CA242 antigen is defined by the monoclonal antibody C-242, which was obtained by immunizing mice with the human colorectal carcinoma cell line COLO205. The chemical structure of the antigenic determinant is not exactly described, but it seems to be a sialylated carbohydrate structure . CA242 is related, but not identical, to the epitope of CA19-9 and CA50 . Increased serum levels of CA242 occur most frequently in patients with pancreatic and colorectal carcinomas . The reported overall sensitivity and specificity of the assay for pancreatic cancer is inferior to CA19-9 or CA50 (sensitivity 57–82%; specificity 76–93%) (Table 1). The interference of cholestasis and jaundice with the CA242 assays is commented on in some studies . Because of these circumstances, CA242 never experienced a widespread application in clinical and experimental use (Figure 1).
The tumor marker CA195 was obtained by immunizing mice with a membrane preparation from liver metastases of a human colonic cancer . Epitope analysis has shown that the monoclonal antibody binds to sialylated Lewis antigen, as the monoclonal antibody C19–9, but also to the Lewis glycolipid antigen itself . The reported overall sensitivity and specificity levels of CA195 for diagnosis of pancreatic cancer are inferior to CA19-9 (Table 1) . As seen in Figure 1, CA195 recently has not been used in experimental studies in pancreatic cancer.
Cancer marker CA125 is a high-molecular weight glycoprotein defined by a monoclonal antibody raised against an ovarian cystadenocarcinoma cell line. It has been shown to be identical to the gene product of MUC16 of the MUC protein family . CA125 is expressed in epithelial ovarian cancer tissue and also in human pancreatic cancer . Serum analysis of CA125 in diagnosis of pancreatic cancer shows poor sensitivity and specificity (Table 1). The clinical usefulness of CA125 in diagnosis of pancreatic cancer is further limited, because 64% of patients with liver cirrhosis, 23% of patients with hepatitis, 25%–38% of patients with pancreatitis, and 35% of patients with jaundice also have increased levels of CA125 [8,55] (Figure 1).
126.96.36.199. Other Carbohydrate Antigens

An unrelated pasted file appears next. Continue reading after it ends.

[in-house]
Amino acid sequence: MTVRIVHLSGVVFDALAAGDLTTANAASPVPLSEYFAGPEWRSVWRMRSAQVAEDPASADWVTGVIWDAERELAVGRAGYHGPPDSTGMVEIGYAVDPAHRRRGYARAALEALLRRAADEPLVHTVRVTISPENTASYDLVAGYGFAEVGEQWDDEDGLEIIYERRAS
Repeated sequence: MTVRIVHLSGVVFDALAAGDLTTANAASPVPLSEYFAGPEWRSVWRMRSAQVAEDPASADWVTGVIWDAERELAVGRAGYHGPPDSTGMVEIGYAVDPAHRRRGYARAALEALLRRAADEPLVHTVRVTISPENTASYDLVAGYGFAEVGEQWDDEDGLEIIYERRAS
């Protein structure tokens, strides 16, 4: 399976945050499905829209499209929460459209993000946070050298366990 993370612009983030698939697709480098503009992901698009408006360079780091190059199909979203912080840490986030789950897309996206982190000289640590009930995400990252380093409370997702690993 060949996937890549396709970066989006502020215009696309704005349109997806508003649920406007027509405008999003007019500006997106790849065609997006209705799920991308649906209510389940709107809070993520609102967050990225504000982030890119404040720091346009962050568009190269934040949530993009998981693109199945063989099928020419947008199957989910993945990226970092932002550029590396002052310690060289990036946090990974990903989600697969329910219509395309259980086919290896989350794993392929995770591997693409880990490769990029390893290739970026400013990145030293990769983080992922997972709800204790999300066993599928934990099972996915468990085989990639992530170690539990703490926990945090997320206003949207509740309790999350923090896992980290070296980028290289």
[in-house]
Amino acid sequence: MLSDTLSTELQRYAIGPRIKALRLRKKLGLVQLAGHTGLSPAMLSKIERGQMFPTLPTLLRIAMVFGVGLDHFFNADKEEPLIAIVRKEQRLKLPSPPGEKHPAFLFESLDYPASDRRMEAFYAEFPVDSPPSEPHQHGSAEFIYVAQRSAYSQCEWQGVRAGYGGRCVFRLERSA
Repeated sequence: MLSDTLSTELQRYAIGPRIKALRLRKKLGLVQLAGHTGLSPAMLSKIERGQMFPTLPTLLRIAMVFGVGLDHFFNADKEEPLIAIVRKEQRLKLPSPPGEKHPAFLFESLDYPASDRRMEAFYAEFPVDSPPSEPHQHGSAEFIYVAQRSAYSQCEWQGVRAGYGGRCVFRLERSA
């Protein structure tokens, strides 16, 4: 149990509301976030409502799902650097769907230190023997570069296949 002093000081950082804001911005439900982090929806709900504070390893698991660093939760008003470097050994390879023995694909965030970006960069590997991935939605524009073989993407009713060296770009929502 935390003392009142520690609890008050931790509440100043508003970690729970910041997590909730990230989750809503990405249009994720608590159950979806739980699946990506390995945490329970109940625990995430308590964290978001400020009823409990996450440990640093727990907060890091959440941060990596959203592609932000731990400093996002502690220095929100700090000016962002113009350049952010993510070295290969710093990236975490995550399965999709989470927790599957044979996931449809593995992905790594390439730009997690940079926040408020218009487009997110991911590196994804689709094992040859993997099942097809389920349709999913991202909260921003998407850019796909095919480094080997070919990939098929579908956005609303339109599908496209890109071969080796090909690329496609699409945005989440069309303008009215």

CA494 was initially isolated from mice immunized with a human colon cancer cell line. The exact structure of the CA494 antigen is unknown [8,56]. Although initial studies were promising with 90% sensitivity at a 94% specificity , we did not see clinical application of this marker. Further markers aiming at carbohydrate antigens are experimental markers PAM4  and TAG-72  (Figure 1).
Glycoproteins are proteins that contain oligosaccharide chains covalently attached to their polypeptide side-chains. The carbohydrate is attached to the protein in a cotranslational or posttranslational modification. Glycoproteins are often important integral membrane proteins, where they play a role in cell-cell interactions .
Carcinoembryonic antigen (CEA) was first described in 1965 by Gold and Freedman after immunization of rabbits with an extract of human colon carcinoma. CEA is a glycoprotein with a molecular weight of 180 kDa, with branched oligosaccharide chains linked to a polypeptide chain. The major antigenic epitopes are localized on the protein part, and at least six different epitopes are identified . CEA is normally present during fetal life in the liver, pancreas, and gastrointestinal tract and in adolescence in small amounts in the colon and endodermal tissues. Its name is a misnomer, as low concentrations of CEA are found in many normal adult tissues as well as fetal tissue . CEA was for more than a decade the only serum tumor marker used clinically in the diagnosis of pancreatic cancer. During the past 25 years, CEA has been replaced by other markers, which have shown a higher sensitivity. There are many reports of its analysis in pancreatic cancer sera with a wide range of reported sensitivities (25–54%) and specificities (75–91%), with an unacceptably low sensitivity for clinical use [2,8] (Figure 1).
In the early 1960s, Hobbs and colleagues developed polyclonal antibodies against fetal pancreas for the use in the detection of serum oncofetal antigens in pancreatic cancer. Early results were very promising . However, because the antigen is detected by polyclonal antibodies, which recognize a range of epitopes, the assay is very difficult to standardize. The great variation in sensitivity (68–81%) (Table 1) of the POA serum test is obviously a problem in the routine use of this serum tumor marker in pancreatic cancer. According to present studies, it is obvious that the POA marker test hardly has a place in the work-up aimed at early diagnosis of pancreatic cancer (Figure 1) [2,6]. POA is frequently pathological in hepato-biliary diseases, which further limits the value of this marker in the diagnosis of pancreatic cancer .